Dear Dr. Roach: Some studies show that people who have their appendix removed do not develop Parkinson's disease or do so more slowly. My father had some symptoms of Parkinson's but never became as ill as his brothers and sisters, who had severe cases. My father had his appendix removed. I am curious about this. Do you think more research will be done?
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A: More research has indeed been done, even since A.L.R. submitted this question. A study from last year in October looked at records of 1.7 million people and showed a 20% decreased incidence of Parkinson's disease -- a progressive neurological disease predominantly affecting movement -- in people who had undergone appendectomy. Further, the study showed a delay of over three years in the onset of Parkinson's, suggesting that the appendix may play a role.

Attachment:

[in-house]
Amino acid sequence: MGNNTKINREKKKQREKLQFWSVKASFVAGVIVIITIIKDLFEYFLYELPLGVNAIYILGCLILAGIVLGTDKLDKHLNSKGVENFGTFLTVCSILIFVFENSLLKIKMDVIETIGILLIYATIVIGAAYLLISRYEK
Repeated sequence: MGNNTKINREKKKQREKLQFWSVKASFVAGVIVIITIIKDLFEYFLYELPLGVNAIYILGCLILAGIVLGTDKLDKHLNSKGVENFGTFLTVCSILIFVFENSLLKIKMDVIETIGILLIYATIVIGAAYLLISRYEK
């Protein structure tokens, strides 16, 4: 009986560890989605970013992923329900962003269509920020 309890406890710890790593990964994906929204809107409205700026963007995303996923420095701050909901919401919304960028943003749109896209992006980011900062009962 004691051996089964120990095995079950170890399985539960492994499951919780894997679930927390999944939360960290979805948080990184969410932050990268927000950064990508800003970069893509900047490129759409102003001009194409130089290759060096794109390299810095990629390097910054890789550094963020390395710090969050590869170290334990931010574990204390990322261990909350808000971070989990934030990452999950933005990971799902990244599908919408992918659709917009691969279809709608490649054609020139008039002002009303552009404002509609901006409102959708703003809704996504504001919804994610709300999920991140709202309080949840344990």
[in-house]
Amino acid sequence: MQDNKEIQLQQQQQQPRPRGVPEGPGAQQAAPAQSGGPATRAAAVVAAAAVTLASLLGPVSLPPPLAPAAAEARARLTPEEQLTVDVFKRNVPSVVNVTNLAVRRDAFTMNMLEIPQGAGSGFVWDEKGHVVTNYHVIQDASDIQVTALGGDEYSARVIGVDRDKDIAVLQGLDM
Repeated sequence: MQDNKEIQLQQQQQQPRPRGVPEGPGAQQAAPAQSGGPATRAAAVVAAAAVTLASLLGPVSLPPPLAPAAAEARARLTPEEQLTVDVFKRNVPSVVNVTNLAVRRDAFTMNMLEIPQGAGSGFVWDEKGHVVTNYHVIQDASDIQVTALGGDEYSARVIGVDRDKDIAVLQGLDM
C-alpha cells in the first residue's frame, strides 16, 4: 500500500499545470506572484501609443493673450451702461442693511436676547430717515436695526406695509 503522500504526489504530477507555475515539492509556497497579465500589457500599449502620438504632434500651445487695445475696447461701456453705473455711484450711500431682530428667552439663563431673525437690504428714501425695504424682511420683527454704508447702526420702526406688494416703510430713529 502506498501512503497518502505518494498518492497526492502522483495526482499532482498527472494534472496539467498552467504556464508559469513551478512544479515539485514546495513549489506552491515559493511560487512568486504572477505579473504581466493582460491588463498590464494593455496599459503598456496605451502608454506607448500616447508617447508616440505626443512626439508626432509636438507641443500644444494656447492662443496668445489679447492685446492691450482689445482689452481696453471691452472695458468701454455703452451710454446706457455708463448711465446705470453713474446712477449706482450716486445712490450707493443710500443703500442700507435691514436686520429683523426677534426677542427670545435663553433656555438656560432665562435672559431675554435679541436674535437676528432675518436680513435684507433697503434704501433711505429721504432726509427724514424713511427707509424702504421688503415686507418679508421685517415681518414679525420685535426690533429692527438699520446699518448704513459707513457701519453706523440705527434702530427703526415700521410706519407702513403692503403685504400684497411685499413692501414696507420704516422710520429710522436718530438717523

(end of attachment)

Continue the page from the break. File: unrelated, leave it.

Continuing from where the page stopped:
However, in May, a different study came to the opposite conclusion. Researchers studied the medical records of 62 million patients, and compared the risk of Parkinson's based on whether they had had their appendix out. Those who had surgical removal had a 1% risk of Parkinson's; those who did not have surgery had only a 0.3% risk of Parkinson's, showing an apparent tripling in risk for Parkinson's among those who had surgery.
It's not unknown to have conflicting studies in medical science, and it does seem that something "bad" for you one day is "good" for you a few years later. I'm thinking about coffee, for example. The type of study design in both studies only indicates an association, not whether the appendectomy increases or decreases risk.
Given that when you have appendicitis, Parkinson's risk is far from your (or your surgeon's) mind, the question is largely academic. Further research may help scientists better understand the underlying causes of Parkinson's.